When I was about 20 or 21, I was a yoga dude. My college girlfriend and I had been studying yoga and meditation with (in retrospect) a crazed Greek teacher who managed to cobble together a blend of Eastern religion, yoga, and Christianity.
We used to drive around with him in a VW van with Christananda Ashram on the side. Yeah, it was weird, but this was 1969 and 1970, when weirdness permeated the San Francisco Bay Area, where we attended San Jose State College.
Here's a photo of me from my yoga days. I got pretty damn good at Hatha Yoga postures. Meditation, maybe not so much. But I became one of Yogiraj's lead students, until the weirdness went over the top in a dramatic health food store confrontation.
At any rate, I never forgot some of the many yoga postures that I learned back then. For many years I practiced a short yoga routine that I did at our athletic club after doing aerobic stuff, lifting weights, and some Tai Chi.
But in February of 2020 I developed a pretty serious sciatica problem in my right leg. An X-ray showed that my lower back just showed normal wear and tear for a 71-year-old. So the cause of the leg pain remains a mystery.
l'm much better now, thankfully. I've been doing physical therapy exercises every day, walking two miles up and down hills every day, and using home exercise equipment for strength building every day. Still...
When I realized a few weeks ago that I hadn't done my yoga routine for a long time, I got out my mat and gave it a try. Wow. I wasn't nearly as flexible as I was six months ago. Not a huge surprise, but it still shocked me -- since I'd been exercising so much and doing other kinds of stretches.
So I started doing my yoga routine every day also.
I'm already seeing some improvement, flexibility-wise. And it feels good to be doing the yoga moves. Wanting to broaden my repertoire, I downloaded several yoga apps for the iPhone. They were OK. I can see how many people would benefit from them. However, I concluded that I'd rather get back into yoga on my own, choosing my own postures, and doing them at my own speed.
That led me to buy the Yoga Bible.
It's got over 1,200 mostly positive reviews on Amazon. I took the advice of many reviews and had the book spiral bound at the FedEx copy center in Salem. That allows the pages to fold flat, making it much easier to follow directions while laying on my mat or standing up (the book stands up nicely also, after being spiral bound).
There's a nice overview of what yoga is all about in an introductory section. Here's some excerpts. I hadn't thought before that the body always is in the present moment, but this does make sense.
Yoga is actually a state of mind. Achieving the goal of stilling the mind is a tall order, so practices have been developed that allow you to move toward this state. Quieting the mind is a rather intangible goal.
In contrast, the progress made on accomplishing a yoga posture can be evaluated by alignment, length of stretch, and the length of time it can be held. It's much easier for you to relate to something tangible -- the body -- and then move on to something intangible -- the stillness of the mind.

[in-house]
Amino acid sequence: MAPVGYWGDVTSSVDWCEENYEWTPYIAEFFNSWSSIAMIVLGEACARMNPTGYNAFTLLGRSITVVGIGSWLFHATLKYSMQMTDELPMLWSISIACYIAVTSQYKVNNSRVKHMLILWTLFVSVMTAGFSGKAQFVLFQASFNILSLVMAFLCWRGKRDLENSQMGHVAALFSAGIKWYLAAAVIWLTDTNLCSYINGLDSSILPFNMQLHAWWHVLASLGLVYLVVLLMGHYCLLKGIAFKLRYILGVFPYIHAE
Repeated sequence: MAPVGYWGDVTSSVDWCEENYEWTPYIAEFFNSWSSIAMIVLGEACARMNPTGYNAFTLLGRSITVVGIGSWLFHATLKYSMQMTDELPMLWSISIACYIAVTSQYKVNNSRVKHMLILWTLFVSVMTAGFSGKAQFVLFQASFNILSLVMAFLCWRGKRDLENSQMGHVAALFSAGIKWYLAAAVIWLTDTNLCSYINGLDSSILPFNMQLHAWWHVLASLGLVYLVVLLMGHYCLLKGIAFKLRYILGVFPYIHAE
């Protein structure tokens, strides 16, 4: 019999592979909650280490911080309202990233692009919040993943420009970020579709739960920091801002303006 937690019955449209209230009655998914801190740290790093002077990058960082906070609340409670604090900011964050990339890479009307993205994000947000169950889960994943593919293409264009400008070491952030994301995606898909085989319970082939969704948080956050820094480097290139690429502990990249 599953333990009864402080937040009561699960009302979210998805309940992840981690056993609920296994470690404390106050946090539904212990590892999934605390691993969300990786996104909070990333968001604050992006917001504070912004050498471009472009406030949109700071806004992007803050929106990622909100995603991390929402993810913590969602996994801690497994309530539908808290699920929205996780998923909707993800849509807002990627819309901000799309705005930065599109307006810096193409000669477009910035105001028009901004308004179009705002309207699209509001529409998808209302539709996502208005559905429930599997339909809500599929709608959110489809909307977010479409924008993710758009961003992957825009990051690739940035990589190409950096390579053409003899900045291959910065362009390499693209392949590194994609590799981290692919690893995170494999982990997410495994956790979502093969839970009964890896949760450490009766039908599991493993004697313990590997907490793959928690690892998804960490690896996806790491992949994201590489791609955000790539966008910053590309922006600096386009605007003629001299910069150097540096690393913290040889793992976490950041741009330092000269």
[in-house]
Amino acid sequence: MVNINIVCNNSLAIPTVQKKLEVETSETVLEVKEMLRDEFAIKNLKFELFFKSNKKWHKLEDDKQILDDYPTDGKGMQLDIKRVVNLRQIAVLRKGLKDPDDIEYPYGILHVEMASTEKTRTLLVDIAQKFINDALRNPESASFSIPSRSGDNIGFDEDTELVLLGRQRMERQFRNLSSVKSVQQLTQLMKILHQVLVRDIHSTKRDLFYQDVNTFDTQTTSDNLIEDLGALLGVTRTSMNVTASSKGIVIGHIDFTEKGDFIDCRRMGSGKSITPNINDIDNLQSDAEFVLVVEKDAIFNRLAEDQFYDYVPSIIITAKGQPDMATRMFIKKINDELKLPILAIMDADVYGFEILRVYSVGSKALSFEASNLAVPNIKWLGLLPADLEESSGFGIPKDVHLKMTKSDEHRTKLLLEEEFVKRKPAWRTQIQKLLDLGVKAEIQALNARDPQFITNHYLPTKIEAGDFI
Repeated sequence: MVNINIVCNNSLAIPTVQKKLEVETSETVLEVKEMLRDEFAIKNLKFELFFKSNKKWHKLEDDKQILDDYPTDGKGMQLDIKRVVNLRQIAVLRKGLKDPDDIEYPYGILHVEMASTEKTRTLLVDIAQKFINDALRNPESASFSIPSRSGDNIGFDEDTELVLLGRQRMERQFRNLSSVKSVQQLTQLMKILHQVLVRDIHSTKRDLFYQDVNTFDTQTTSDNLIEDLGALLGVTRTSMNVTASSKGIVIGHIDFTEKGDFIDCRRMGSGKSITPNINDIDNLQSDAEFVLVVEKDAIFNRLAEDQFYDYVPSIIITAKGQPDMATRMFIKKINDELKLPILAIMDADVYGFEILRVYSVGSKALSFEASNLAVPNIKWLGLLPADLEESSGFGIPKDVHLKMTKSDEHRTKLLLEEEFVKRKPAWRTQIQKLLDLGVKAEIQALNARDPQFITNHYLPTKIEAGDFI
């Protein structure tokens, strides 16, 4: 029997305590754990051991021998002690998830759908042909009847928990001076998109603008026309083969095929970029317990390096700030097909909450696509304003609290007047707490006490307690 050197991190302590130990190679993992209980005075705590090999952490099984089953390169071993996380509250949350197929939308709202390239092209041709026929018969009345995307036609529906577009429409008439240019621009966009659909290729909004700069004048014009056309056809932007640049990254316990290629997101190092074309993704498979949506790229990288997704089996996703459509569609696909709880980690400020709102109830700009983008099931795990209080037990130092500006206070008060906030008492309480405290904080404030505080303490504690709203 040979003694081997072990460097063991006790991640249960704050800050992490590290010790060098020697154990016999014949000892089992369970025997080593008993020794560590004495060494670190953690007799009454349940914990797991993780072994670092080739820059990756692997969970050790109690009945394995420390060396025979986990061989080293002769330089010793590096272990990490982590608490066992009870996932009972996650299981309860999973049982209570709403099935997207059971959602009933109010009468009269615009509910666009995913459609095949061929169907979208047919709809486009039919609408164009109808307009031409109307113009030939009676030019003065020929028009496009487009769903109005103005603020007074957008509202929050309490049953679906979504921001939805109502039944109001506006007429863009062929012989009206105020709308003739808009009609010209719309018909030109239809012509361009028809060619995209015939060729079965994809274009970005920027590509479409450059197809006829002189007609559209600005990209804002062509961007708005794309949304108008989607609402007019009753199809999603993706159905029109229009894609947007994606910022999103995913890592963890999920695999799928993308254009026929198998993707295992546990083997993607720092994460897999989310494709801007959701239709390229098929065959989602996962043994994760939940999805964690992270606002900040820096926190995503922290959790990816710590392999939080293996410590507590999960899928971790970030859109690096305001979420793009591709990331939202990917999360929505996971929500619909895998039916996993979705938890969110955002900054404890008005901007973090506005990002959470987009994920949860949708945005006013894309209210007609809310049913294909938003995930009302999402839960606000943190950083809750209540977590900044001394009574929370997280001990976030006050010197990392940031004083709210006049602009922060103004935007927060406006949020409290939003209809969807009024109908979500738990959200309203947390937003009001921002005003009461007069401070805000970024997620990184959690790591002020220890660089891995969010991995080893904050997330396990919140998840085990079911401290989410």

During yoga practice, you begin somewhere known and, using your body and breath, you move toward an unknown. As you open your body and mind with yoga postures and breathing, you become receptive to the delightful and profound experience of inner stillness.
While the human mind tends to drift off into thoughts of the past or future, the human body exists only in the present moment. Hatha yoga, a type of yoga that emphasizes strenuous and persistent effort, encourages awareness of the body.
Coming back to your body draws your mind back to the present. Then, worries drop away and there are no more "shoulds" or "musts." One of the reasons yoga is so refreshing is that, even if only for an instant, there is only the reality of the present moment. Each time you come to the present moment, you drop a certain amount of baggage.
You may pick it up again shortly thereafter, but the point is that you have practiced letting it go. Eventually you will be able to reduce the stress more often and for longer periods of time.
In this respect, yoga is like life training. Its practice is a fabulous tool for transformation.
...However, yoga may be anything that gives you a sense of unity, helps you better connect with yourself, and helps you remember who you are. It might be a walk along the beach, a luxurious yawn, or simply taking a single conscious breath.
Any practice that helps you center yourself is important. When you operate from a space that is close to your center, it is easier to be calmer and more focused. Being off balance is a huge source of stress.
When things go wrong when you are already off balance, it is like swimming against a strong tide. The farther out you are, the harder it is to swim to shore.
Yet, distractions and sensory stimulation often cause you to look outward rather than gazing inward. The real challenge in life is to manage to stay "with" yourself while at the same time interacting with others; to respond appropriately to people and events while maintaining a sense of connection to yourself.